By Joseph Galarneau

At Mezzobit, we talk to online publishers and brand marketers all of the time about strategies to control Internet data and user tracking so they can maximize value from their valuable audience assets. Over the past month, I had the good fortune to speak to two groups that gave me additional insight on why this is so difficult for publishers, in particular.

In June, we did a bootcamp on data leakage for the Online Publishers Association (OPA) as part of their Legal and Legislative Day in Washington. And just this week in my annual lecture at the Yale Publishing Course for magazine executives from 13 countries, I expanded upon these themes to include a survey of the programmatic advertising and ad technology landscape. The OPA audience was comprised of large consumer publishers, while Yale was more diverse both in terms of publisher size as well as vertical (consumer, B2B, association, etc.)

But a few things stood out to me:

Larger publishers demand more transparency from data partners, but it’s like pulling teeth

Executives told us that they’re increasingly asking that ad- and marketing-technology vendors provide lists of all of the data they need to collect on their websites and all user-tracking activities. Instead, publishers receive contractual language with semantic vagaries and no lists; vendors say that it would be operationally impractical to enumerate these items. Even digital players with large market power get major pushback.

Coming from the technology vendor side of the table, I know that it’s perfectly possible and not terribly inconvenient to provide this information, but it does increase cost and risk somewhat. Nonetheless, it’s counterproductive for vendors not to embrace transparency. As IAB CEO Randall Rothenberg has repeatedly said, there is a crisis of trust in the industry and operational opacity only adds to the “you have something to hide” meme.

Programmatic is scary because it’s not well-understood

A number of studies project that by 2017, 80 cents of every digital display ad dollars will be routed through programmatic (either direct or RTB). The Association of National Advertisers released a study in March of brand marketers involved in placing ads to see who knew what about this growing channel. Only 25% actually used programmatic, while 41% said they didn’t understand it. I would characterize the 100+ publishing managers I spoke to similarly, with some executives from larger brands having a decent understand and those from smaller companies mostly unknowledgeable.

This isn’t surprising and many publishers are aggressively training in programmatic techniques to remedy this. But as programmatic has significant impacts on how audiences are exposed to the ad-tech ecosystem, there’s a near-term increased risk of data leakage and audience arbitrage if publishers go down the path without preparation. Also, this lack of knowledge has made some publishers fearful, causing them to delay programmatic initiatives that could have had positive revenue impacts.

No one knows what’s going on behind the scenes

While the broad strokes of programmatic mentioned above are becoming better understood by publishers, the “under the hood” aspects are not. As part of my presentations, I walked through a simplified RTB transaction step by step, explaining how the alphabet soup of SSPs, DSPs, and DMPs, as well as exchanges, trading desks, and ad servers are involved. Few attendees came to this session knowing this information, and I’ve even found this to be true (to a lesser degree) for ad ops and tech teams.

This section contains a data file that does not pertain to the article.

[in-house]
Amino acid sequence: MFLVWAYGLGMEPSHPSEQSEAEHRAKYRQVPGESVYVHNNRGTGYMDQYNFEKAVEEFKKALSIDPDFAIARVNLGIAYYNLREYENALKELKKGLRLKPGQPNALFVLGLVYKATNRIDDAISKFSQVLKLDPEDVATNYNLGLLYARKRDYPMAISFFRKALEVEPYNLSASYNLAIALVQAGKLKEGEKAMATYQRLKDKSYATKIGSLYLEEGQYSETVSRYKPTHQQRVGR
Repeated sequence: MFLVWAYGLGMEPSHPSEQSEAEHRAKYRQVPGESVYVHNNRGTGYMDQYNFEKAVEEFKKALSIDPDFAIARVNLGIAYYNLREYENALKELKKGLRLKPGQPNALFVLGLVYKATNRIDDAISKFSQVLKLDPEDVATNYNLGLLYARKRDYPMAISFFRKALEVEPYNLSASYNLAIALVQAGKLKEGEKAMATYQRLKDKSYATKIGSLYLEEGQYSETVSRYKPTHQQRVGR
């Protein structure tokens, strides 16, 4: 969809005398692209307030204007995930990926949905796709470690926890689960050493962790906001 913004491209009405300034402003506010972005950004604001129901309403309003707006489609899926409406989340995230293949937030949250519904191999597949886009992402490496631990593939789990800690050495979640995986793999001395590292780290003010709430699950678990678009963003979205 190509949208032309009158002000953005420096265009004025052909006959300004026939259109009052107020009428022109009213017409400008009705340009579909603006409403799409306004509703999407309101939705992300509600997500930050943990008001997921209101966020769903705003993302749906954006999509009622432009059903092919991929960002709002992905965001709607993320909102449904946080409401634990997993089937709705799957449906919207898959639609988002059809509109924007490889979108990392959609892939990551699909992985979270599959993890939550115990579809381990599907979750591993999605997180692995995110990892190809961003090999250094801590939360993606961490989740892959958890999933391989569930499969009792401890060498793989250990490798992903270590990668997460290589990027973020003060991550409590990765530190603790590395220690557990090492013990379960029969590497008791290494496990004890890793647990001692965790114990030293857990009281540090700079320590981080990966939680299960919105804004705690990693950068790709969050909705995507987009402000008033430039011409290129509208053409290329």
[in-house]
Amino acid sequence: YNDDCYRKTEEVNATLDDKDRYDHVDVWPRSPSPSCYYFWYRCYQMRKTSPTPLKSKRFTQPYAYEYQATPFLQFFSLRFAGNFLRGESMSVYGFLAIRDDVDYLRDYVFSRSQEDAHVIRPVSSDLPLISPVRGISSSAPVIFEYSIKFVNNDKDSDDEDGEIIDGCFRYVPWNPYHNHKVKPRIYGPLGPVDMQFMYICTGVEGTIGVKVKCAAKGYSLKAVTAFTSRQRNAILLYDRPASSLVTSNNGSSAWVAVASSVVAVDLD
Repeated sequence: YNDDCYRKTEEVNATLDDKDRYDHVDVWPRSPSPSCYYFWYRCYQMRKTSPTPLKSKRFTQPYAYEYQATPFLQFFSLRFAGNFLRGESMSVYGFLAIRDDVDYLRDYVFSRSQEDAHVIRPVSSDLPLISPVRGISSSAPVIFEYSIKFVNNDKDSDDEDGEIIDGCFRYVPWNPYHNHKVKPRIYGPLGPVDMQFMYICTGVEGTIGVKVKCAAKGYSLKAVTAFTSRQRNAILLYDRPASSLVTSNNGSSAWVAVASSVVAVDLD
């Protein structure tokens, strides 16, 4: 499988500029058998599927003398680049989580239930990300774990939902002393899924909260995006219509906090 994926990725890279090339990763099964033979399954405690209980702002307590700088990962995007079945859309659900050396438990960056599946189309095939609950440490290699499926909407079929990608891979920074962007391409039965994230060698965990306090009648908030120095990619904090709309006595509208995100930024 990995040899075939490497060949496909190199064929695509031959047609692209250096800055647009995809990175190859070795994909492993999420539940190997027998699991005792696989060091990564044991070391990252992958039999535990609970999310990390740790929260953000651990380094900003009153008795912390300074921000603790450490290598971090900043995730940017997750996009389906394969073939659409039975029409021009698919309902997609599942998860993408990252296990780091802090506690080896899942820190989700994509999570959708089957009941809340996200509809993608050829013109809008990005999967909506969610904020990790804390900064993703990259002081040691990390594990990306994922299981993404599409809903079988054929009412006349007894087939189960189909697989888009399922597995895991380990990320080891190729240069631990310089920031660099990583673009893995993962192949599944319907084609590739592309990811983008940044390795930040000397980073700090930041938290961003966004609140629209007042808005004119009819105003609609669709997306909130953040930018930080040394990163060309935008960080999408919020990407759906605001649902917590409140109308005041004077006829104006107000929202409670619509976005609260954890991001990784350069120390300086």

So what’s reasonable to expect here? It’s not the publisher’s job to geek out on the mechanics of cookie synching or decompose third-party JavaScript. But it’s prudent to know where the risk points are in the process and what the options are for mitigation (or at least visibility). Going back to the first point, if the industry does a better job at being transparent, as well as proactively educating the sellside, this would go a long way towards having informed decision-making. The IAB and other trade groups have taken up this charge in part, but there’s a broad swatch of publishers beyond the top tier that could benefit from this.

Sometimes you have to move backwards to go forwards, but publishers reluctant to do this

Having a solid programmatic strategy may require some retrenchment, discarding some strategies that are bringing in revenue but harming overall audience value. The new processes, both from a technology and an organizational perspective, that are smarter about using programmatic and properly valuing audiences will take time to mature.

And while no one’s celebrating low CPM sales, it does represent real revenue that publishers — particularly legacy print publishers — are loathe to lose. It’s like that scene from Braveheart where the Scots were urged by William Wallace to hold firm against the charging British army; it always takes institutional fortitude to make changes that result in short-term pain and long-term gain.

The programmatic arena is changing at breakneck pace, but I’m encouraged that the sellside is rising to the challenge and getting sharper about this every day. The key takeaway is that programmatic isn’t going away, and you can’t bury your head in the sand about it. There’s real revenue upside in smart use of these techniques, but it’s not a magic bullet. Safe and smart use of programmatic — and finding the proper fulcrum point between audience protection and sharing — will still take some time.